A speckled-gray laminate peninsular bar juts out of a square column, openly separating the living room from the dining room.
“The owner wanted open space, yet wanted to delineate between the dining and living rooms,” said Glovsky.
A contemporary chandelier of clear globe lights, interconnected by a tensile web of black iron rods, defines the dining area. A speckled-gray waterfall island counter with bar seating, a Bosch dishwasher, a stainless sink and a gooseneck faucet sets off the open kitchen. A light grayscale subway-tile backsplash backdrops the Wolf four-burner gas range. White cabinets are above while dark gray cabinetry conceals trash and recycling receptacles, a Sub-Zero refrigerator, two freezer drawers and a pantry cabinet for a microwave.
Off of the kitchen are the study and second bedroom. The study boasts a deluxe woodgrain laminate built-in office unit running along two walls, complete with an L-shaped desk, drawers, a wall area for note-posting, plentiful cabinetry and an overhead bookcase.
Medium-gray walls create a somber setting for study. For a breather, a slider opens to a small balcony with a refreshing view of Peters Park.
The second bedroom shares that view with the John Hancock Tower in the background. The en suite bath with a full tub/shower reprises the powder room’s honeycomb floor, contrasted with white subway-tile walls.
Tipping the hat to the building’s horse-history is a double barn-door slider with a tubular black wrought-iron handle, opening to the master bedroom from the dining room. The bedroom’s southeastern exposure wakes you to a pleasant sunrise, intensified by the light gray wall treatment.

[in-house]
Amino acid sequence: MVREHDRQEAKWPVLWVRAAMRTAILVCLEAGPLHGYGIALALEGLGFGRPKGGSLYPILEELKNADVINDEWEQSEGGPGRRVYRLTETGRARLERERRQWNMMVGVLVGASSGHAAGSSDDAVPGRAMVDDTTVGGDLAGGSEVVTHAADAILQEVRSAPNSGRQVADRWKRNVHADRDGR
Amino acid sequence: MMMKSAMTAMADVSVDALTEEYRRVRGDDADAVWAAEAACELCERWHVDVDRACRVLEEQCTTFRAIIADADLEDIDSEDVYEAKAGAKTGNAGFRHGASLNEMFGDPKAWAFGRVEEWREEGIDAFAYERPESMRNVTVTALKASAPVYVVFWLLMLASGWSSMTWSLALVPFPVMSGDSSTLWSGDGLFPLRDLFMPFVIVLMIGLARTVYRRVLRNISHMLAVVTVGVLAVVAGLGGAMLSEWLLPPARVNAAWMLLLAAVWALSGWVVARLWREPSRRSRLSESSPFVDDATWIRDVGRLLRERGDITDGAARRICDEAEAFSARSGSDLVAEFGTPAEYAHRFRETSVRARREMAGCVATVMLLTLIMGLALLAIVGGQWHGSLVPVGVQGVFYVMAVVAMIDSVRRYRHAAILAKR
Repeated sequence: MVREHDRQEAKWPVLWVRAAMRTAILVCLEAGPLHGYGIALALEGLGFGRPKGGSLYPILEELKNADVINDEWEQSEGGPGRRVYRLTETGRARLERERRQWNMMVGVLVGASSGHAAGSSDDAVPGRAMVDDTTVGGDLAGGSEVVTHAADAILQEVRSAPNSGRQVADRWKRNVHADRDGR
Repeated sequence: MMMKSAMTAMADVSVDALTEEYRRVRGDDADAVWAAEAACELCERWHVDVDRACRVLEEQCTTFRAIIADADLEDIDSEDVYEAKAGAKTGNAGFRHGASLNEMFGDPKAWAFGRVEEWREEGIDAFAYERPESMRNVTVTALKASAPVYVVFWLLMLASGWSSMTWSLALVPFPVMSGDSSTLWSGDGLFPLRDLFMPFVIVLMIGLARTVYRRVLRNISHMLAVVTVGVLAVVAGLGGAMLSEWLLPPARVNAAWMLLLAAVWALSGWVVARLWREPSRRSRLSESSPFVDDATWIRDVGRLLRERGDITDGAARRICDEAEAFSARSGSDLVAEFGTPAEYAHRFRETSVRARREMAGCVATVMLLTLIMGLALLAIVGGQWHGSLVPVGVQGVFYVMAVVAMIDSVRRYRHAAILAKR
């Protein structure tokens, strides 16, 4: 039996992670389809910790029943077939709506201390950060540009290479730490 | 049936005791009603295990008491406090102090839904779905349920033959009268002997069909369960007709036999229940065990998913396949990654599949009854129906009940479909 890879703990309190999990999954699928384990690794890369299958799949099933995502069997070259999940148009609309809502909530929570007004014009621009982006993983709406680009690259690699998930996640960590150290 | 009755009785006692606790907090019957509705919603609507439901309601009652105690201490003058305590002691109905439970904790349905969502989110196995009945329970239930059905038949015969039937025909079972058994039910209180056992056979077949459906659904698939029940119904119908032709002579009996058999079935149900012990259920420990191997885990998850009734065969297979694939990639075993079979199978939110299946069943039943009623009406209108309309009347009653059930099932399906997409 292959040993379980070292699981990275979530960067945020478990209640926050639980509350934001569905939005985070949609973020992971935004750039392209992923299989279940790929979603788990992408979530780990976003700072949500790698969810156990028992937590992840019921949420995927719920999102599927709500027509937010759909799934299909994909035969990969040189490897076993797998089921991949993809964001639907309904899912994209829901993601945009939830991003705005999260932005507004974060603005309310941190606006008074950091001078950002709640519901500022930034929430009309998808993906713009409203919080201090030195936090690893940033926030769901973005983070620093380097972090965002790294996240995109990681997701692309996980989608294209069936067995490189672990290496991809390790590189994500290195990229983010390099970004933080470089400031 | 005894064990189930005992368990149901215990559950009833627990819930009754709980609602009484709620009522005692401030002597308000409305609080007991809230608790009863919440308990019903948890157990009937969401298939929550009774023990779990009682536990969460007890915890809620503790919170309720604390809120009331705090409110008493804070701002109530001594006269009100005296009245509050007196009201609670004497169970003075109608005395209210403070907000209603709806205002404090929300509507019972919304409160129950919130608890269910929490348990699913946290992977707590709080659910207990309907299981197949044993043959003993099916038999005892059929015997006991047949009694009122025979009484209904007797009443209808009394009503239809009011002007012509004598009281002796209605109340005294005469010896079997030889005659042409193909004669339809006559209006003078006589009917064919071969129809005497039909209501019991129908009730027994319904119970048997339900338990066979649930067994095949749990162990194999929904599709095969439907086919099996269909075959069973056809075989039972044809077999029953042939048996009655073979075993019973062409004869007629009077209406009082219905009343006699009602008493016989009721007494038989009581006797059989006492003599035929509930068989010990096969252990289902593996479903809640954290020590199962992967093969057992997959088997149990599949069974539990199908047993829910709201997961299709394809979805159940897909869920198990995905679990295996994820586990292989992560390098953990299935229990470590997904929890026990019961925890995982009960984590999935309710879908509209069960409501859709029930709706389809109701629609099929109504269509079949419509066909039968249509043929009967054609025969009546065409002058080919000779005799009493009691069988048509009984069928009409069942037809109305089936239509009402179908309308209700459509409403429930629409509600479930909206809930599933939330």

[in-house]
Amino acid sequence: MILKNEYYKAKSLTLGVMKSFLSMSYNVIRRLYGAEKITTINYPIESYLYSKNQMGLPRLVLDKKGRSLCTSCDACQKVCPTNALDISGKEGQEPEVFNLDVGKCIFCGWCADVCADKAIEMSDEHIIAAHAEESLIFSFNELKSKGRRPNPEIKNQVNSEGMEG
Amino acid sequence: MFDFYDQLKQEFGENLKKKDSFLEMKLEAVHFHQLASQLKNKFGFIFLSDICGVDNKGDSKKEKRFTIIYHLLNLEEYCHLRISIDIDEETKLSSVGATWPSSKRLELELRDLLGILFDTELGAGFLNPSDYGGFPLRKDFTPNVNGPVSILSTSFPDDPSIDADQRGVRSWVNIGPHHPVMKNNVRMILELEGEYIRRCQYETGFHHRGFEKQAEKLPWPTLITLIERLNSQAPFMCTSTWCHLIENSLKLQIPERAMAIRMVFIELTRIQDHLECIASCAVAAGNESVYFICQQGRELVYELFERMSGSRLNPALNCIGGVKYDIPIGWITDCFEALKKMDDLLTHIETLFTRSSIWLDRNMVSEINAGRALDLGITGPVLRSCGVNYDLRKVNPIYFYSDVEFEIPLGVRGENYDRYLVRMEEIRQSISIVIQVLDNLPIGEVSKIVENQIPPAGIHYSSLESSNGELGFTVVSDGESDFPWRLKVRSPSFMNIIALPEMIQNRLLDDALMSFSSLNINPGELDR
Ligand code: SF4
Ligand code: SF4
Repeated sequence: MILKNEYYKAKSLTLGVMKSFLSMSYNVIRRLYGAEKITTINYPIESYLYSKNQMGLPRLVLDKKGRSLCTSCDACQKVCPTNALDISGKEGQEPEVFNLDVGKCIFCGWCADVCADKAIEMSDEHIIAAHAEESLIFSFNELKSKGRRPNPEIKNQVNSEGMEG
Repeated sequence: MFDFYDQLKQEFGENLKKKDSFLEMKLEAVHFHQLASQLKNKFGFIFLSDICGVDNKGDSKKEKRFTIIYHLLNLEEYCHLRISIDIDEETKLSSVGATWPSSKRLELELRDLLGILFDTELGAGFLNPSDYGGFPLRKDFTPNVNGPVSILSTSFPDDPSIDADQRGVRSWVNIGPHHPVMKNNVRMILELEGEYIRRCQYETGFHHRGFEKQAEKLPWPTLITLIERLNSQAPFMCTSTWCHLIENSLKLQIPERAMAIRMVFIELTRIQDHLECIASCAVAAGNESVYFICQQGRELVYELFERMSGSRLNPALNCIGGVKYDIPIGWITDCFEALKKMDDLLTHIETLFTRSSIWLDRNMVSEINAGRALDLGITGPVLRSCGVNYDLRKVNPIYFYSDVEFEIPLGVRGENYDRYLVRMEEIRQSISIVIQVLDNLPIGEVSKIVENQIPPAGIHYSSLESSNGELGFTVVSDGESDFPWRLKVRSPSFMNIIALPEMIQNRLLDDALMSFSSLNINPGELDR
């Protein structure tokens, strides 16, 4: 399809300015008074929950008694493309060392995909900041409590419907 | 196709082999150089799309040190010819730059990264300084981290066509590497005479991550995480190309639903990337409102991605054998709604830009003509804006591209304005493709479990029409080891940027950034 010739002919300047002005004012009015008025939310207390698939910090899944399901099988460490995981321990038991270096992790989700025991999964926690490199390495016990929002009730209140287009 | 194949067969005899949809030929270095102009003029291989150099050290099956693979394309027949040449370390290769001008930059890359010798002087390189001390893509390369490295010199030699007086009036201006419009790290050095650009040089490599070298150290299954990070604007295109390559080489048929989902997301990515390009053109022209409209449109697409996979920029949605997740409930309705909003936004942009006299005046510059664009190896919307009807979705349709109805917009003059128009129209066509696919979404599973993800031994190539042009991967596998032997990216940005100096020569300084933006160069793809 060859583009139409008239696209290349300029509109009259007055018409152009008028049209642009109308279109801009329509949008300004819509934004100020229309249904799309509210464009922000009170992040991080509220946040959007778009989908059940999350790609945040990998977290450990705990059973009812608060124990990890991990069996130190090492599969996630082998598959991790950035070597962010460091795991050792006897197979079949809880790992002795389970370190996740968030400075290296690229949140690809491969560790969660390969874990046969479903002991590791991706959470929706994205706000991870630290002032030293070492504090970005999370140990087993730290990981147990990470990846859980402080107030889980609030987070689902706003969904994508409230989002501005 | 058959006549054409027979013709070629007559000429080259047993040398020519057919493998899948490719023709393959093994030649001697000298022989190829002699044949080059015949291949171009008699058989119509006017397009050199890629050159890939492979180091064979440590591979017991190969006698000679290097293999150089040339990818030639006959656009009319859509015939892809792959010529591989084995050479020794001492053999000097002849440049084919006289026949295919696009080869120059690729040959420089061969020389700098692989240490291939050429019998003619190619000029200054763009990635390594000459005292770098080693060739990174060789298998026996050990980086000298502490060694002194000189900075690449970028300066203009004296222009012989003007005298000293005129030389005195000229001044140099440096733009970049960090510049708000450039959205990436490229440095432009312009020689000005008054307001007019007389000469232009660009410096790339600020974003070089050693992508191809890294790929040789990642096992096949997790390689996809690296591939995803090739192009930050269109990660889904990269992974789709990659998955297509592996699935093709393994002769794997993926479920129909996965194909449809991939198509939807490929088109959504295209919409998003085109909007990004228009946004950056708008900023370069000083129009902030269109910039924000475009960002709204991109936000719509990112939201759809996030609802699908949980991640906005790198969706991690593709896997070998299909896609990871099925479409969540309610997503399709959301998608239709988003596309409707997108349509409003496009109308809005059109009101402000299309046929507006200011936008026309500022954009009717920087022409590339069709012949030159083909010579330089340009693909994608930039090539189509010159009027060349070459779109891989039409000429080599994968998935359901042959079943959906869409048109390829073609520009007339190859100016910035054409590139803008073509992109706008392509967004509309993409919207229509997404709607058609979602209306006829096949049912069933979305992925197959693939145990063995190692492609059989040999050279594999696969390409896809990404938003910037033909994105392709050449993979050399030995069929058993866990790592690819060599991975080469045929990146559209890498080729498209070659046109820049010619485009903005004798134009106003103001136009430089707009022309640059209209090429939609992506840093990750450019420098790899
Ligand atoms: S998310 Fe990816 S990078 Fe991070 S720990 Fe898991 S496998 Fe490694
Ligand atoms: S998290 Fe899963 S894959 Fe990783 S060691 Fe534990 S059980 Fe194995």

Contemporary needs are well served by a full wall of cabinets plus an alcoved woodgrain laminate bookcase/drawer/counter-display unit. Adjacent is a walk-in closet of built-ins. On the other side of the king-size bed area is the master bath with variegated honeycomb-tile floors, a roomy standup shower with hand-held and fixed showerheads, and a white laminate vanity with twin sinks.
The concierge-staffed lobby references the building’s stable-stage with a wrought-iron-studded timber-beamed ceiling, a stable-like wooden semi-wall, a black iron mesh infill and a re-creation of a “JORDAN MARSH & CO. Stables & Delivery” sign painted on the brick.
Outside is a neighborhood where you’ll really feel your oats: the SoWa Art + Design District of galleries and open artists’ studios, which have produced commissioned art that hangs in Jordan Lofts’ common areas. International restaurants and cafés are aplenty as well, along with recreational space in Peters Park and Rotch Playground.
“We love the fact that it is a small ‘boutique’ building, with only 12 residential units, and respectful of its historic origins,” a Jordan Lofts resident reported to Hacin + Associates’ H+ Design Culture magazine. “It’s great to be in such a thriving, artistic part of the city.”
Offered at $3,695,000, Unit 5A at 481 Harrison Ave. may be viewed by contacting Sarah Glovsky or Jean French at 617-236-0353 or email@example.com or firstname.lastname@example.org.
- Cyrus Dahmubed, “Reinvention” A New South End Story,” H+ Design Culture, Issue No. 5 (Boston: Hacin + Associates, 2017), pp. 78-91.
- “Jordan Lofts,” Hacin + Associates [website], www.hacin.com/portfolio/jordan-lofts